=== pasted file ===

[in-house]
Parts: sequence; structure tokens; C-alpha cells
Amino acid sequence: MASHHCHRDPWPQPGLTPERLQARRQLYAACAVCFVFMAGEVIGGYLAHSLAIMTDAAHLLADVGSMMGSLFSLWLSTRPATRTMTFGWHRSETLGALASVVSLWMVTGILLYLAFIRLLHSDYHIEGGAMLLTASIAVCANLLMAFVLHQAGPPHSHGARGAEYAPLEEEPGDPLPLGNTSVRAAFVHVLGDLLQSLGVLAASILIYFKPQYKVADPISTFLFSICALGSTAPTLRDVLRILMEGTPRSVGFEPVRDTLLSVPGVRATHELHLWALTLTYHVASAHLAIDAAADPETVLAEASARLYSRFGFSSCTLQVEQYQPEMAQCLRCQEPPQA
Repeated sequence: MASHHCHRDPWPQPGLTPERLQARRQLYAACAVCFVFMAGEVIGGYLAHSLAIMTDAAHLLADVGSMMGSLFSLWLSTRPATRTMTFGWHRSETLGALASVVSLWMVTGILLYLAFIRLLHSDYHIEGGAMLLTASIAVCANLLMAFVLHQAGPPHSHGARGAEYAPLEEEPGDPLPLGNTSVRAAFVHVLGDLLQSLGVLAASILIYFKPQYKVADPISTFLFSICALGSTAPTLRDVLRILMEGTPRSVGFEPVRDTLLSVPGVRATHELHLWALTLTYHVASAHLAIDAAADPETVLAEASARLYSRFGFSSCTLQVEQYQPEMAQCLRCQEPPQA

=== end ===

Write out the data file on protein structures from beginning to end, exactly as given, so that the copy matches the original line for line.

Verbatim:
[in-house]
Parts: sequence; structure tokens; C-alpha cells
Amino acid sequence: MASHHCHRDPWPQPGLTPERLQARRQLYAACAVCFVFMAGEVIGGYLAHSLAIMTDAAHLLADVGSMMGSLFSLWLSTRPATRTMTFGWHRSETLGALASVVSLWMVTGILLYLAFIRLLHSDYHIEGGAMLLTASIAVCANLLMAFVLHQAGPPHSHGARGAEYAPLEEEPGDPLPLGNTSVRAAFVHVLGDLLQSLGVLAASILIYFKPQYKVADPISTFLFSICALGSTAPTLRDVLRILMEGTPRSVGFEPVRDTLLSVPGVRATHELHLWALTLTYHVASAHLAIDAAADPETVLAEASARLYSRFGFSSCTLQVEQYQPEMAQCLRCQEPPQA
Repeated sequence: MASHHCHRDPWPQPGLTPERLQARRQLYAACAVCFVFMAGEVIGGYLAHSLAIMTDAAHLLADVGSMMGSLFSLWLSTRPATRTMTFGWHRSETLGALASVVSLWMVTGILLYLAFIRLLHSDYHIEGGAMLLTASIAVCANLLMAFVLHQAGPPHSHGARGAEYAPLEEEPGDPLPLGNTSVRAAFVHVLGDLLQSLGVLAASILIYFKPQYKVADPISTFLFSICALGSTAPTLRDVLRILMEGTPRSVGFEPVRDTLLSVPGVRATHELHLWALTLTYHVASAHLAIDAAADPETVLAEASARLYSRFGFSSCTLQVEQYQPEMAQCLRCQEPPQA